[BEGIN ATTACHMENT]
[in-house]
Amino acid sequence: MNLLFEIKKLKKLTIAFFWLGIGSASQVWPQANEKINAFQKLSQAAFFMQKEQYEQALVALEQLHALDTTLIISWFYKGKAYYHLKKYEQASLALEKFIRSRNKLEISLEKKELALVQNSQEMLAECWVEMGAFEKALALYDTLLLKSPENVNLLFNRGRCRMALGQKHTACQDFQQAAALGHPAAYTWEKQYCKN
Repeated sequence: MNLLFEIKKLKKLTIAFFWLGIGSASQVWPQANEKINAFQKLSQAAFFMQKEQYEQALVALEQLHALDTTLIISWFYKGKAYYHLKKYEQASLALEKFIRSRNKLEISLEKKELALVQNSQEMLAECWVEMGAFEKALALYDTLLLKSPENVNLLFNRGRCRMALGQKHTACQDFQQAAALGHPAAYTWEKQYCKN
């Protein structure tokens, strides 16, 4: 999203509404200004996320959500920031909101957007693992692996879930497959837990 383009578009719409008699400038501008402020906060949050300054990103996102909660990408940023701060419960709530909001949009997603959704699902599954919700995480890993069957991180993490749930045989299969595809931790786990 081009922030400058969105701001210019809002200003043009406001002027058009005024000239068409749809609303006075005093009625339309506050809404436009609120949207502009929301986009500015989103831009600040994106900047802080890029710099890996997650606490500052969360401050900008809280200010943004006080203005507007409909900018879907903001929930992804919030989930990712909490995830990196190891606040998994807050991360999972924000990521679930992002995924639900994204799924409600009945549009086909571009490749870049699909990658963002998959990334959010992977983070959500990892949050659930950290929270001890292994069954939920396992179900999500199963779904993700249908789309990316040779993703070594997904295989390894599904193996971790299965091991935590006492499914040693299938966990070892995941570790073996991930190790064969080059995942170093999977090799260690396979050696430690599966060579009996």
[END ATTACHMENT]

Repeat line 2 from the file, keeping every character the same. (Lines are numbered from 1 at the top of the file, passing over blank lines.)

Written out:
Amino acid sequence: MNLLFEIKKLKKLTIAFFWLGIGSASQVWPQANEKINAFQKLSQAAFFMQKEQYEQALVALEQLHALDTTLIISWFYKGKAYYHLKKYEQASLALEKFIRSRNKLEISLEKKELALVQNSQEMLAECWVEMGAFEKALALYDTLLLKSPENVNLLFNRGRCRMALGQKHTACQDFQQAAALGHPAAYTWEKQYCKN